My Epitaph

If you don't question everything, you will know nothing and believe anything!

Monday, June 17, 2013

Autobiographical excerpt from Chapter 2

He has always had a quick wit, with a very unique sense of humor.  Don’t ever call him a smart-ass because he will robotically respond that his ass is just as dumb as the rest of him.  More than once he has told bad jokes as a patient in hospitals!  He has said to more than one x-ray technician “You’re about to see a side of me that not many women have seen before!”, while pretending to sniffle and sob.

While in the hospital, as a fourteen year-old, with encephalitis (a viral inflammation of the brain), his I.V. tubing had come undone, covering him in its fluid, in the middle of the night.  The third shift nurses on his floor, when summoned by his call button, called in a specialist.  There was a third-shift specialist nurse, whose specialty was setting I.V.s, in veins.  When she arrived and began addressing the problem at hand he asked “Excuse me ma’am, did you go to Harvard?”  
She replied “No. Why?”

“I just wanted to know if you were from the Ivy (I.V.) League?” was his punch-line, as he saw his blood dripping out the back of a tube and turned to vomit, again.   It was the first, and only time, that seeing his own blood caused a reaction, but it was also the only time he has seen his blood dripping out the wrong side of a tube.  However, this one episode is the one he cites as just how a sense of humor can help you through tough times.  The ability to laugh at life when it is beating you down is an asset many fail to possess because most fail to be able to laugh at themselves.  Encephalitis, in 1985, was still one of the top 10 killers in the third world, before E-bola and AIDS surpassed it.  It is from this episode that has made him fail to care if you enjoy his witticisms, he states them for his enjoyment.  
All his life people had either loved or hated him; there has not been much grey area.  But, it has been many years since he has cared whether someone loves him or hates him; he will be true to himself.  However, he can understand why some people chose to hate him, that is their choice!  But he respects them for having the balls to make a choice, versus being undecided.  This only added to his mass appeal, for even those that hated him had no other option but to respectfully disagree.  He treated them with respect and love, and they either reacted foolishly and lost face to their own followers, or they hated him even more because he forced civility out of his enemies.  Not to mention how many times he could fluster someone with his wit; it is hard to really hate someone that still is a smart-ass to ad hominem attacks.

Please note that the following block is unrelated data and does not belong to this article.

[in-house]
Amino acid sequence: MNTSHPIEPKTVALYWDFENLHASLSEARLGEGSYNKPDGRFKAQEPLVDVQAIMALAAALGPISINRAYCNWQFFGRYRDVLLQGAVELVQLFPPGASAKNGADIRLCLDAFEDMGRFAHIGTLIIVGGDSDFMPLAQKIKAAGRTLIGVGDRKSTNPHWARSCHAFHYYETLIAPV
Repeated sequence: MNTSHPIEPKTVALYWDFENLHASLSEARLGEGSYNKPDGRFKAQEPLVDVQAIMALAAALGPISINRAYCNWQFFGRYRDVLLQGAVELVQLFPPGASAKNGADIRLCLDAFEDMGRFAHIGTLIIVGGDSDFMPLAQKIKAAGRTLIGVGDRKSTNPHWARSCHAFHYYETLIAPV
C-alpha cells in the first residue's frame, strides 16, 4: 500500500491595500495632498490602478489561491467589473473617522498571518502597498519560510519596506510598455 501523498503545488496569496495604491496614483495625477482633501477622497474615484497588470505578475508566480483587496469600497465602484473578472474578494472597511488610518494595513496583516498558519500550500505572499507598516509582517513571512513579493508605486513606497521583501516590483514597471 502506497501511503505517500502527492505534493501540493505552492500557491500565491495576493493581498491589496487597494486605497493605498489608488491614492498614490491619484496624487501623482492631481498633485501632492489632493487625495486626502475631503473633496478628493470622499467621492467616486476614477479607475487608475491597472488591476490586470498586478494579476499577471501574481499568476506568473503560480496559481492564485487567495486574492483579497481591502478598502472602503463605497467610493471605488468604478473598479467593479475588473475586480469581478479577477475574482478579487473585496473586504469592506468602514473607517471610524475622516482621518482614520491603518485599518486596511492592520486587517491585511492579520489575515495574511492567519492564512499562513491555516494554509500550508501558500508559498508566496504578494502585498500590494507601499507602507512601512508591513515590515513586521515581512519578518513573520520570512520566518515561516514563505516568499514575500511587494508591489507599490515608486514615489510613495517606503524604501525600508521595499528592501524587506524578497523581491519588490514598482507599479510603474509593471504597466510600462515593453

And it was from that quick wit that he sources as the origin of the greatest compliment he has ever been given.  Words that have helped to cement the ideas in his young head and forge his unique direction.  While working aboard the M.V. Nantucket Clipper (passenger capacity 100) on her winter tour of the U.S. and British Virgin Islands, on his last cruise aboard the Nantucket, about half the ship was booked with John Hopkins alumni, the other half was filled with alumni from Harvard.  It is from a Harvard alumnus that he was paid this compliment during the very last lunch service while delivering the last dish, an old man grabbed him by the wrist and started with the following compliment:
“In all the years since I met my wife, I have only seen a handful of people have a quicker wit than her.  And you, young man, have left her speechless more in this past week than I have ever seen anyone leave her speechless.  
“We all did what we were supposed to do.  We fought in the war (WWII), came home, and took the G.I. Bill to go to school.  We met our wives, raised our families, had our careers, made our money and retired only to try and spend some of it before we die.
“But you, we all agree,” as he points to his fellow alumnus around the table, “if you keep doing it your way, you will make far more than any of us ever dreamed possible.”
It was one of the few times he has ever been left speechless, with the exception of a humble thanks.  But those words were etched on his soul, and so he continued to march to his own drums, in his own space.  His destiny would unfold itself as he progressed through his life.  He turned 27 while working aboard the M.V. Clipper Adventurer, and he openly states that if he had pursued the dream of rock and roll in his twenties, he would probably have met that 27 overdose curse.

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